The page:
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An enterolithiasis is a condition where mineral masses of struvite crystals made up of magnesium ammonium phosphate form in the intestine or colon of a horse. The stones usually begin their formations around an indigestible object such as a small rock or piece of cloth and grow as more minerals attach to it. Small enteroliths are generally passed in the manure, however, large enteroliths can get caught in the intestine and impair the passage of the contents of the gut and may ultimately get trapped in the digestive system, and the pressure and abrasion from the stone may cause the tissues to necrotize.
Enterolithiasis is a condition in which an enterolith, or large mineral mass, has formed around an indigestible object and gotten trapped in the horse’s digestive system.
Small enteroliths may not cause any symptoms as they pass through the digestive tract but larger enteroliths interfere with the digestive process and result in symptoms such as:
This is an indigestible material that is coated in microscopic struvite crystals within the digestive tract. Also known as gut stones, these masses generally pass through the digestive system and are expelled with the feces, however, if the enterolith gets trapped in the digestive system it can continue collecting additional material until it reaches up to twenty pounds.
Symptoms of a trapped fecalith are the same as a trapped enterolith. The fecalith is made up of actual fecal matter rather than accumulations of crystals in the intestine. Fecaliths do not usually have the same spherical shape as enteroliths when viewed by x-ray.
Several risk factors can encourage the development of the enteroliths that result in enterolithiasis.
Dietary - A high pH diet has been linked to the formation of enteroliths, as is a diet lower in dry matter and diets high in minerals; alfalfa is high in calcium and protein, and diets that contain a high ratio of alfalfa create ideal conditions for enteroliths to form
Gender - Females are more likely to develop this disorder than males
Your veterinarian will conduct a thorough physical evaluation, including a rectal exam. The symptoms and physical exam will most likely suggest an obstruction in the digestive system, but additional technology is required to determine what is causing the obstruction and where it is located. In many cases, radiography (x-ray) of the abdominal cavity after a twenty-four hour fast is useful for locating where the blockage is lodged. It is particularly helpful when the patient is physically small, and when the stone is lodged in the large colon.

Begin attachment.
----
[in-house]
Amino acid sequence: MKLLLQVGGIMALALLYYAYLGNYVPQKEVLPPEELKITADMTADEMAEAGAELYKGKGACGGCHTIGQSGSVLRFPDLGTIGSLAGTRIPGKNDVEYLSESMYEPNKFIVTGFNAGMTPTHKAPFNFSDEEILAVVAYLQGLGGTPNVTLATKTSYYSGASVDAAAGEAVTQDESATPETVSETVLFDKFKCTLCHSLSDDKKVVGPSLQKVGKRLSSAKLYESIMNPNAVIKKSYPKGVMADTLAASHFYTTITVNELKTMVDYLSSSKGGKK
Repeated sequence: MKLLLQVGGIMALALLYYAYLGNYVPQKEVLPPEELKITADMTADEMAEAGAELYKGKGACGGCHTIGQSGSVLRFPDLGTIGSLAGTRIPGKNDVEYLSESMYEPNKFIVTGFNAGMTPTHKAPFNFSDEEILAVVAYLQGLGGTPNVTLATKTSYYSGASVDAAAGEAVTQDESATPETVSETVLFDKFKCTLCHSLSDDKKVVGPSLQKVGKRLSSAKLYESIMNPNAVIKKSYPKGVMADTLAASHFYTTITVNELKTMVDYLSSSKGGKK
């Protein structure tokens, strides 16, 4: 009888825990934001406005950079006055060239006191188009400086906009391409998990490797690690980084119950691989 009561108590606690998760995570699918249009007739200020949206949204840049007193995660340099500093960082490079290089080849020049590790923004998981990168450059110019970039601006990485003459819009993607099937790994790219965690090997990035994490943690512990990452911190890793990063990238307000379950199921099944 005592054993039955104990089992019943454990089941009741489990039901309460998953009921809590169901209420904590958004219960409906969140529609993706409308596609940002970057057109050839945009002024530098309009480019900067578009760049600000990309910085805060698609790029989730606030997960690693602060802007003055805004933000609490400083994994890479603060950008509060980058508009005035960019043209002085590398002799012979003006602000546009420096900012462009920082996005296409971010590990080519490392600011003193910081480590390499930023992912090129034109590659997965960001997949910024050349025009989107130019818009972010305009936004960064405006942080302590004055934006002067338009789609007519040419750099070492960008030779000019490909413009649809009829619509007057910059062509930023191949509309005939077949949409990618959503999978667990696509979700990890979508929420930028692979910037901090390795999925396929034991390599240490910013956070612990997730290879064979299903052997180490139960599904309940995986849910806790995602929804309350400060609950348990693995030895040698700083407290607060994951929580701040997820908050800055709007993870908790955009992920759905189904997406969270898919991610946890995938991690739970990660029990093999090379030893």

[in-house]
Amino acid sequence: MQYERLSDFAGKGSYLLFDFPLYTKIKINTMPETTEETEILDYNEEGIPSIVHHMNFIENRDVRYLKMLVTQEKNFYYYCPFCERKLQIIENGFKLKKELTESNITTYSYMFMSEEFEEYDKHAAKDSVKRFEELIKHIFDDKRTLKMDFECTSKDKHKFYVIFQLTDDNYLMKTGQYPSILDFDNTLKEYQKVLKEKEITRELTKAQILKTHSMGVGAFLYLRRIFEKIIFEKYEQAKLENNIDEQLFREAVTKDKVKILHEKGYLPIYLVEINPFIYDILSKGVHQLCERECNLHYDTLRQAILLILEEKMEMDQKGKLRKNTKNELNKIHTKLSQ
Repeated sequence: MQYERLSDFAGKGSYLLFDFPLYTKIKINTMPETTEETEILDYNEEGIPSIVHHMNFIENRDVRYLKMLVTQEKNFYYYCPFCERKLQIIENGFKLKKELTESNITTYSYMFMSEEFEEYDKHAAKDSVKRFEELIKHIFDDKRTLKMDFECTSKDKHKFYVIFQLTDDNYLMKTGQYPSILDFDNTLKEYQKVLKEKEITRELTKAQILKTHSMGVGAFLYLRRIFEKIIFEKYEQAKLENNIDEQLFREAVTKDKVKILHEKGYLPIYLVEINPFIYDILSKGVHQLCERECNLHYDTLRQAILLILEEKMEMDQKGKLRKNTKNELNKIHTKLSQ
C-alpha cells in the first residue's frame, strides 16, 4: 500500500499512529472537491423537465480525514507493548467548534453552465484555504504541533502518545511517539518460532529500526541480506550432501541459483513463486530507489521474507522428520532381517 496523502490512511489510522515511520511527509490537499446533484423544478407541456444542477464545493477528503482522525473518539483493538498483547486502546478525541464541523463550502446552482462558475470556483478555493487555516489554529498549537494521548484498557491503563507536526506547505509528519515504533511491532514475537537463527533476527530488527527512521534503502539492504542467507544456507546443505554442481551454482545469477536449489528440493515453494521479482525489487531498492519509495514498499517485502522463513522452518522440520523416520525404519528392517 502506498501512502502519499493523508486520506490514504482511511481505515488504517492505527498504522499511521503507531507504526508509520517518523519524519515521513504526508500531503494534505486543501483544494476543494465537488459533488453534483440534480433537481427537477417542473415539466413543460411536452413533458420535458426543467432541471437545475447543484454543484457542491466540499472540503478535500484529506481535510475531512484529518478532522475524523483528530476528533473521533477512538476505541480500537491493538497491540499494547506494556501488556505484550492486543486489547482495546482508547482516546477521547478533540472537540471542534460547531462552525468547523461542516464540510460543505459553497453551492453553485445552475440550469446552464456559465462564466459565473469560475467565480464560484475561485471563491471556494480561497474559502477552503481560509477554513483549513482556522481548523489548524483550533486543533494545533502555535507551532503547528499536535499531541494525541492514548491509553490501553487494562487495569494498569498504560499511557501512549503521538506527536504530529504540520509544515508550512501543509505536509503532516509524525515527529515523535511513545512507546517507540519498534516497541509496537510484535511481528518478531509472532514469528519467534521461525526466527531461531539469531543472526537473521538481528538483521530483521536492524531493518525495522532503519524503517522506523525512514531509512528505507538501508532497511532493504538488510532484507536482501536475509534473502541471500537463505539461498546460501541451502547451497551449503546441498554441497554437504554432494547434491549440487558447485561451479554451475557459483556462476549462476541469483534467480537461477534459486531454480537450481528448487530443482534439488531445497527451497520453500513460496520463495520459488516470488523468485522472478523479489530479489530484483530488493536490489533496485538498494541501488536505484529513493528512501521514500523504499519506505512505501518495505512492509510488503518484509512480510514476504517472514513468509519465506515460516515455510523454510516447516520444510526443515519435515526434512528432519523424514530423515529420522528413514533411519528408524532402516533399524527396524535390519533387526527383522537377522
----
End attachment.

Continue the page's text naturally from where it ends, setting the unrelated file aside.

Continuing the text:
Ultrasound imaging is useful for evaluating the health of the tissues in the digestive system and can be helpful in locating pockets of fluid or intestinal rupture. It is not uncommon for enterolithiasis to go undiagnosed until exploratory surgery is able to help uncover the cause of the obstruction. If the stone was not visible on the x-ray images, signs from the ultrasound may help to guide where exploratory surgery should take place.
In most cases, enteroliths that have expanded to the point that they are obstructing the digestion will have to be removed surgically. As stones grow, they can cause damage to the intestinal walls, particularly in the bowel. Abrasions and ruptures of the tissues that make up the digestive system can be very dangerous, and may negatively impact the outcome of surgery. After surgery, the feeding choices that are made can be a crucial component to the recovery of the patient.
Horses are usually fasted for twenty-four hours prior to surgery, and another twelve to twenty-four hours of fasting may be required after surgery to prevent the distention of any healing tissues. During this time, supportive fluids with electrolytes and sugars are often administered intravenously. Once the animal has returned home water should be made available at all times to help encourage proper digestion. The feed for the first 30 days post-surgery should include higher amounts of protein and phosphorus than normal, with decreased amounts of structural fiber.
Animals who have shown a predilection for developing enteroliths should have their diet adjusted to counteract this tendency. The amount of alfalfa and wheat bran in the diet should be reduced and offering ample opportunity for turn out will add valuable roughage from grazing. The addition of a cup or two of vinegar or apple cider vinegar has been shown to be useful for reducing the pH of the hindgut of equines, but it cannot dissolve stones that have already formed, and no studies have shown a definitive effect on the formation of gut stones as of yet. It is not harmful to supplement the equine diet with vinegar, however, and the reduction in the overall pH levels may be helpful.
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